Independent Replication of Published Germline Polymorphisms Associated with Urinary Bladder Cancer Prognosis and Treatment Response
SourceBladder Cancer, 2, 1, (2016), pp. 77-89
Article / Letter to editor
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SubjectRadboudumc 15: Urological cancers RIHS: Radboud Institute for Health Sciences; Radboudumc 15: Urological cancers RIMLS: Radboud Institute for Molecular Life Sciences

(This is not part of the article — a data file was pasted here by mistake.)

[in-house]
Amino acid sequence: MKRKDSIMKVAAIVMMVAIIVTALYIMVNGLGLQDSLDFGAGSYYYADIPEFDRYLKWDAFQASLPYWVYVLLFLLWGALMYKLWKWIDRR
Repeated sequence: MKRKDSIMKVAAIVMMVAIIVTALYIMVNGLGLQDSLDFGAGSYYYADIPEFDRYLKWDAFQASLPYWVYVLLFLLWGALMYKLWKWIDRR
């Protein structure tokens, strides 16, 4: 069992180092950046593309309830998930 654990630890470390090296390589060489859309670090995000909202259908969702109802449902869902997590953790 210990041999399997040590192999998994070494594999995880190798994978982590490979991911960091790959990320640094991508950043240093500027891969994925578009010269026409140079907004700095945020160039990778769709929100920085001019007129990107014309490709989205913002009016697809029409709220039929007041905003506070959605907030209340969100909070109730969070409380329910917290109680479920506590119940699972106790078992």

BACKGROUND: Many studies investigated the prognostic or predictive relevance of single nucleotide polymorphisms (SNPs) in biologically plausible genes in urinary bladder cancer (UBC) patients. Most published SNP associations have never been replicated in independent patient series. OBJECTIVE: To independently replicate all previously reported associations between germline SNPs and disease prognosis or treatment response in UBC. METHODS: A Pubmed search was performed to identify studies published by July 1, 2014 reporting on germline SNP associations with UBC prognosis or treatment response. For the replication series, consisting of 1,284 non-muscle-invasive bladder cancer (NMIBC) and 275 muscle-invasive or metastatic bladder cancer (MIBC) patients recruited through the Netherlands Cancer Registry, detailed clinical data were retrieved from medical charts. Patients were genotyped using a genome-wide SNP array. SNP association with recurrence-free, progression-free, and overall survival (OS) within specific patient and treatment strata was tested using Cox regression analyses. RESULTS: For only six of the 114 evaluated SNPs, the association with either UBC prognosis or treatment response was replicated at the p < 0.05 level: rs1799793 (ERCC2) and rs187238 (IL18) for BCG recurrence; rs6678136 (RGS4) and rs11585883 (RGS5) for NMIBC progression; rs12035879 (RGS5) and rs2075786 (TERT) for MIBC OS. CONCLUSIONS: Non-replicated genetic associations in the literature require cautious interpretation. This single replication does not provide definitive proof of association for the six SNPs, and non-replication of other SNPs may result from population-specific effects or the retrospective patient enrollment.
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